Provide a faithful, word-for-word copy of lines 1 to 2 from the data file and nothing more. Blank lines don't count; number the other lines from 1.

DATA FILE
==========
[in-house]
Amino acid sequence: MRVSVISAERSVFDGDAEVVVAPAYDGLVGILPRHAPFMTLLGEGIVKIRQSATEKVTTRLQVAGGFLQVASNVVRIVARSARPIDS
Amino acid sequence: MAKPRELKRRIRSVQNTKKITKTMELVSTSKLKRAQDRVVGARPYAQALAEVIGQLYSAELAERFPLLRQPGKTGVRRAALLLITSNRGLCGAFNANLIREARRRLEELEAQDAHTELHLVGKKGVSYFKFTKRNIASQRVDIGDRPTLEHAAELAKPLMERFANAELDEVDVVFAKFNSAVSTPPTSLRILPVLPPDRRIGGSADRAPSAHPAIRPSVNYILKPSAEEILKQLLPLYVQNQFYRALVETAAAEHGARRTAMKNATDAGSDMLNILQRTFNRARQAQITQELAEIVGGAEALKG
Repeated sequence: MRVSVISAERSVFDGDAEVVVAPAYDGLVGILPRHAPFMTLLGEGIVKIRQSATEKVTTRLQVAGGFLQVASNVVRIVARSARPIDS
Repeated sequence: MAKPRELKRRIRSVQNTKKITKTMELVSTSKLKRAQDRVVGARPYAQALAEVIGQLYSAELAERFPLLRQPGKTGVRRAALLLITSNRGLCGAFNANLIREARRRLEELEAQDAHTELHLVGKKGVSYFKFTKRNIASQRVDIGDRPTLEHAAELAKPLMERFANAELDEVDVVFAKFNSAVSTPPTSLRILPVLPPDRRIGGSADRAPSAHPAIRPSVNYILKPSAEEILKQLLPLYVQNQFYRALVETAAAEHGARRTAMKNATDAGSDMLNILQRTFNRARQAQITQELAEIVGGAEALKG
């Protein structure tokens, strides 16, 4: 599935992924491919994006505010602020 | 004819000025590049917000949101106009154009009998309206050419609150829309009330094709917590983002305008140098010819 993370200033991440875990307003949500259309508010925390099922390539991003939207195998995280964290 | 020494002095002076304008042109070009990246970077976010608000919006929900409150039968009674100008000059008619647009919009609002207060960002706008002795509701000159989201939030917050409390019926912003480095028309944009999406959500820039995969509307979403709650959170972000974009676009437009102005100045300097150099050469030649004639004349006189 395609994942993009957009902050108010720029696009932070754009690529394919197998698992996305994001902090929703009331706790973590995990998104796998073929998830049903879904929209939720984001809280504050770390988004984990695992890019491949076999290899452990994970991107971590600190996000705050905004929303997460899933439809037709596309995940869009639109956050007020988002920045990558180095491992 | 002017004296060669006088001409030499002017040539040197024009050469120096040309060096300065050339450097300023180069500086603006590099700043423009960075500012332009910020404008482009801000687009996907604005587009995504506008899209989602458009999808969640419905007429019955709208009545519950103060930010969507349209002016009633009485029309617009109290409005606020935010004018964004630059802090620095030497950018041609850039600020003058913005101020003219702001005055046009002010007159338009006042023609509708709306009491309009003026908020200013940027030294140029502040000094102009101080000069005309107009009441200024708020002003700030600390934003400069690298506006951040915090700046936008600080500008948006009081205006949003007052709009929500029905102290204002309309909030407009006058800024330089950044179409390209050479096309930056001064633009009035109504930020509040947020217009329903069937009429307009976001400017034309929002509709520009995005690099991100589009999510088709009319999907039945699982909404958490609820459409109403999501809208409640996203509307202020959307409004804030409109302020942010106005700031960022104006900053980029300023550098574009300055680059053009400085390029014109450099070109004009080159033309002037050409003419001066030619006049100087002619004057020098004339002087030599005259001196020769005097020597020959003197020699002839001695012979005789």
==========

[in-house]
Amino acid sequence: MRVSVISAERSVFDGDAEVVVAPAYDGLVGILPRHAPFMTLLGEGIVKIRQSATEKVTTRLQVAGGFLQVASNVVRIVARSARPIDS